The Kaiser Family Foundation will hold a media-only conference call at 1 p.m. ET today, Tuesday, June 27, with key experts to explain the Senate Republican health bill and to answer questions about its implications and the CBO’s scoring of the bill. During the call, Kaiser’s experts will answer reporters’ questions about…
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This is an update on the use of Medicaid provider taxes and fees. It also includes information on which states would be affected by changing the safe harbor threshold from 6% to 5.5%.
Favorability of the Affordable Care Act Tops 50%, While Across Many Measures, Majorities Oppose the Republican Plan to Replace It
Three-Quarters of the Public, Including Most Republicans, View Medicaid Favorably; Most Oppose Federal Funding Cuts to States As the Senate prepares to vote on the Republican bill to repeal and replace the Affordable Care Act and cap federal Medicaid funding, a new Kaiser Family Foundation Tracking Poll finds most Americans…
Medicaid, the nation’s health coverage program for poor and low-income people, provided more than 25 million low-income women with health and long-term care coverage in 2014.1,2 Women comprise the majority of adult Medicaid beneficiaries—before the passage of the Affordable Care Act (ACA) and today. The program provides beneficiaries…
Under a per capita cap, per enrollee spending would be capped, but the total amount of federal dollars to states could vary with enrollment changes and states would not be able to impose enrollment caps. Faced with restrictions in federal financing, states would have to make hard choices. This brief outlines the key measures states could use to manage their budgets and the associated challenges under a per capita cap: raise taxes or make other cuts, reduce benefits, limit coverage of high cost enrollees, reduce rates or implement delivery system reforms, and promote personal responsibility. Each option has challenges that are identified in the brief.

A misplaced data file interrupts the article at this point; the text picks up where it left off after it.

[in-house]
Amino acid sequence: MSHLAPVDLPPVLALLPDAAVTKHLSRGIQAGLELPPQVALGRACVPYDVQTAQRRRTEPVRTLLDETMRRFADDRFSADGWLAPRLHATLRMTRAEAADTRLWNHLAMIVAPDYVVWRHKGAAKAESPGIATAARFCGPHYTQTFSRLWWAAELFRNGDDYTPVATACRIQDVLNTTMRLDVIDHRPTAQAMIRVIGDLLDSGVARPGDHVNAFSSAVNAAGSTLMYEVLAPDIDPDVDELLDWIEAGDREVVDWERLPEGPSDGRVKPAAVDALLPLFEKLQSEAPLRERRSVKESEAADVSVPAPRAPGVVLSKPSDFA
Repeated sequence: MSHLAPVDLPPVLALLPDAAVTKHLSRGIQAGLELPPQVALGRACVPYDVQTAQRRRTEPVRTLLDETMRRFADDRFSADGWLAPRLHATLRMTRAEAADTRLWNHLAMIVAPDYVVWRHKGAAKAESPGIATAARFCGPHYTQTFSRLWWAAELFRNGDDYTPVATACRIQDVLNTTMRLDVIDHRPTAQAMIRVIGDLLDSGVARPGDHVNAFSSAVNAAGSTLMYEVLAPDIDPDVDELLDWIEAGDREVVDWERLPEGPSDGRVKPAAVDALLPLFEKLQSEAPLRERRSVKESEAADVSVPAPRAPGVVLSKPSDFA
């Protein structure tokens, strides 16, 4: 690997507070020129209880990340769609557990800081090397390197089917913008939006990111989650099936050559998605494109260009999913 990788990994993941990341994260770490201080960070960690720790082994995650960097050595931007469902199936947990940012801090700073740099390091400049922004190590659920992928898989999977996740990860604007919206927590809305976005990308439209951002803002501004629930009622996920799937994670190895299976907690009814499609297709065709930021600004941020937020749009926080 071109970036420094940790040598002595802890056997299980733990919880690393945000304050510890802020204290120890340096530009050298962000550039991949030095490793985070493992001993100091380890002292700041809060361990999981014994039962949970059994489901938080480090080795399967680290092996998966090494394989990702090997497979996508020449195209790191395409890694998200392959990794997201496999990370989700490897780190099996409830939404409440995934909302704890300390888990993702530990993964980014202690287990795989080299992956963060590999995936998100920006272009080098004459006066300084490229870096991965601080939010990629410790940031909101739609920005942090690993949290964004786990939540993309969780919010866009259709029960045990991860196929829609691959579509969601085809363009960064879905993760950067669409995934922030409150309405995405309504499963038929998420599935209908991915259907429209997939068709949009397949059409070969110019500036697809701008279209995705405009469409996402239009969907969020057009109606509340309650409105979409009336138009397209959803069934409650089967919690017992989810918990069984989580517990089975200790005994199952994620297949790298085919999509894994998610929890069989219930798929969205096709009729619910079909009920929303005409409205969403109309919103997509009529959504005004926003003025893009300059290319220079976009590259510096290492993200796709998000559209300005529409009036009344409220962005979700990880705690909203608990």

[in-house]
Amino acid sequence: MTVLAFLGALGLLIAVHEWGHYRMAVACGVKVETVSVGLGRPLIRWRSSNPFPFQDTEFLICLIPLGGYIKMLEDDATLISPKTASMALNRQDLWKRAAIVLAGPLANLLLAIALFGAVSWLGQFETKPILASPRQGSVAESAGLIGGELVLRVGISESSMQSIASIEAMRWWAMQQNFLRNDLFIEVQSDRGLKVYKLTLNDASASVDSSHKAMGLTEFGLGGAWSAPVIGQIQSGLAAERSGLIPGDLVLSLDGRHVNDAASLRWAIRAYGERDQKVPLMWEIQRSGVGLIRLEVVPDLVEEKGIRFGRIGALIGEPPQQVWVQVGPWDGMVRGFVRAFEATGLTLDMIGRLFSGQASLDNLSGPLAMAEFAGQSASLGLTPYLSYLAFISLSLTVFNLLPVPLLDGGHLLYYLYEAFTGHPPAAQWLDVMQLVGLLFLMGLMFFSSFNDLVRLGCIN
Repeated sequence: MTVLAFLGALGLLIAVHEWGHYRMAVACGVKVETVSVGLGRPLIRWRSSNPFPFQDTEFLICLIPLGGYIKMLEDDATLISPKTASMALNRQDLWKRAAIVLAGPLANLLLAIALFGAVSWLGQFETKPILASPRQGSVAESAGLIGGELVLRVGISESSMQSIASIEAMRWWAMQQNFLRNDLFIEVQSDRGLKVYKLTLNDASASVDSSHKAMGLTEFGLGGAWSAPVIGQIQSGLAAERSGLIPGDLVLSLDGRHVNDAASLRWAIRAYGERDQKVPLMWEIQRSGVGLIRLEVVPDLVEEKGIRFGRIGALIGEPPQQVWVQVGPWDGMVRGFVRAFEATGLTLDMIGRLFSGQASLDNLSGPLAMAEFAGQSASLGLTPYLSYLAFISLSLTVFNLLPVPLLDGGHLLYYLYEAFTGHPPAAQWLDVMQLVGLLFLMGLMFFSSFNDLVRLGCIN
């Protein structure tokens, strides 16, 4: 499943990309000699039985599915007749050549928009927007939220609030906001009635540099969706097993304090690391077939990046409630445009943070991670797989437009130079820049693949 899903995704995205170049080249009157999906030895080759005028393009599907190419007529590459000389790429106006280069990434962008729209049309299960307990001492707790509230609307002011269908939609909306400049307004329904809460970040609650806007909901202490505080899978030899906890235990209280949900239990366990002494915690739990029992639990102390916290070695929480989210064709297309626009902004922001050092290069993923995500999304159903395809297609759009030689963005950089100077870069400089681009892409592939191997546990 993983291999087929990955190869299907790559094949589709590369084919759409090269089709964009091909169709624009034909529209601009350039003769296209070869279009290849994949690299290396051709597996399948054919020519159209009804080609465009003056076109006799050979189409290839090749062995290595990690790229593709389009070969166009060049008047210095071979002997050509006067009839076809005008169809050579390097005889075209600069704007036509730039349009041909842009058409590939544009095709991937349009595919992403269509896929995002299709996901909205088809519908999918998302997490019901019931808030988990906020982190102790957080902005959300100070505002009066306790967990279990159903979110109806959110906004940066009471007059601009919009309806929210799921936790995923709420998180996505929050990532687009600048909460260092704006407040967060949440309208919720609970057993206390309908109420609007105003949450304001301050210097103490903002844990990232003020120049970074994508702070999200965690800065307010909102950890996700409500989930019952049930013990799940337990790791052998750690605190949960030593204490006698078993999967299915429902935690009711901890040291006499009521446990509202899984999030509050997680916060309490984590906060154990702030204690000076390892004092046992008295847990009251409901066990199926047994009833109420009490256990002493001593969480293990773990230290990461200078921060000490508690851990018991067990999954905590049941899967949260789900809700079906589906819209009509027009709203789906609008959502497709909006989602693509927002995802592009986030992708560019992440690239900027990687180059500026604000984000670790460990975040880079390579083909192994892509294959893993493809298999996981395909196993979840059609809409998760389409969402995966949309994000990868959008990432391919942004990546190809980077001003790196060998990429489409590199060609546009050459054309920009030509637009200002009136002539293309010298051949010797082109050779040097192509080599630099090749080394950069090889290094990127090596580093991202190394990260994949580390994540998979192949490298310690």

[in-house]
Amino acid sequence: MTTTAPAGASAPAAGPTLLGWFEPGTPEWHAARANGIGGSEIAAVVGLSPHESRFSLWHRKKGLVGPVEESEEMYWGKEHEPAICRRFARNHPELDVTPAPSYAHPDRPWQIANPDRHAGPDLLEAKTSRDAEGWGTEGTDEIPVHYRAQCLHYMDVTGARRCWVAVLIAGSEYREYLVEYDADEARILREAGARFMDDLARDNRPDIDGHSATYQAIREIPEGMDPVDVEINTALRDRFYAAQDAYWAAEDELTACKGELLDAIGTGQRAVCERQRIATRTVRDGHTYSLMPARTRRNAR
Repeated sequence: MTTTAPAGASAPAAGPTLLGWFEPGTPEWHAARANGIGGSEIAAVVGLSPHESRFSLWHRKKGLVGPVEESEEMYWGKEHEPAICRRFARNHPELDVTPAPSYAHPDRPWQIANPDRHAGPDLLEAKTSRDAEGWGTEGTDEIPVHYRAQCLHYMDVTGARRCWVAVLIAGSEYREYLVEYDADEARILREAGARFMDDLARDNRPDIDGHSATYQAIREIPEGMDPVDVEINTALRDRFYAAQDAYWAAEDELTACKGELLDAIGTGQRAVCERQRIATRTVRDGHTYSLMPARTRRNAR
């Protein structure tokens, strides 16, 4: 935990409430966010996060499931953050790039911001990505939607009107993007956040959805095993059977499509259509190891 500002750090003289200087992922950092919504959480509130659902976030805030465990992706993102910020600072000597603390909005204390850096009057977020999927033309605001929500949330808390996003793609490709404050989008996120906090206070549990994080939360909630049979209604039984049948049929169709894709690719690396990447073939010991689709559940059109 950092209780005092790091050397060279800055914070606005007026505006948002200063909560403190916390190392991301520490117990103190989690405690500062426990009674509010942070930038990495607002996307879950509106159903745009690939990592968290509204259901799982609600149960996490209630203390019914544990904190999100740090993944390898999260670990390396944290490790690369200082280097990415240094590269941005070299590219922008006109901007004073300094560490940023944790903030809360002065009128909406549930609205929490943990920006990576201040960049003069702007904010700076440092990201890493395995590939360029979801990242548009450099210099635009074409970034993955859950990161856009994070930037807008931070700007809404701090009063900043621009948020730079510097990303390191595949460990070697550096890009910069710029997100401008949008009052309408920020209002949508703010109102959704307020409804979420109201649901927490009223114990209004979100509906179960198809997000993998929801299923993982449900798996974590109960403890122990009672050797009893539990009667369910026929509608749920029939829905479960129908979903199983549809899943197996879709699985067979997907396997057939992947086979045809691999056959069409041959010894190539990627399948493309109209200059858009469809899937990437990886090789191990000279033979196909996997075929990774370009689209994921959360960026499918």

This infographic highlights Medicaid’s role for nursing home care. It includes information about the nation’s growing long term care need and the role Medicaid plays as the primary payer for nursing home care. It also discusses the potential impact of proposals to limit federal Medicaid financing.
Why Does the Medicaid Debate Matter? National Data and Voices of People with Medicaid Highlight Medicaid’s Role
President Trump and other GOP leaders have called for far-reaching changes to Medicaid, including caps and reductions in federal funding for the program. This snapshot provides data on the role Medicaid plays for different population groups as well as perspectives from individuals with coverage through the program. Medicaid, the nation’s public health insurance program for low-income children, adults, seniors, and people with disabilities, covers 1 in 5 Americans, including many with complex and costly needs for medical care and long-term services. Most people covered by Medicaid would be uninsured or underinsured without it. The AHCA would fundamentally change Medicaid in the most significant restructuring of the program since 1965.
As Congress presses forward with efforts to repeal and replace the Affordable Care Act, a new interactive map from the Kaiser Family Foundation provides a window into the changes in health insurance coverage and financing in each state under the 7-year-old law. The ACA increased enrollment in health insurance by…
This interactive includes a map and tables that highlight the increases in health insurance coverage through Medicaid and the Marketplaces as well as the increased federal funding that resulted from the implementation of the ACA.
The Children’s Health Insurance Program (CHIP) is an important complement to Medicaid, covering 8.4 million children with family incomes above Medicaid eligibility limits who often lack access to affordable private coverage. Following are key facts that highlight what is at stake for children if there is a failure to extend CHIP funding beyond September 2017 and based on changes proposed in the American Health Care Act (AHCA), which would fundamentally restructure Medicaid by capping federal funding and eliminate longstanding federal protections and standards for children.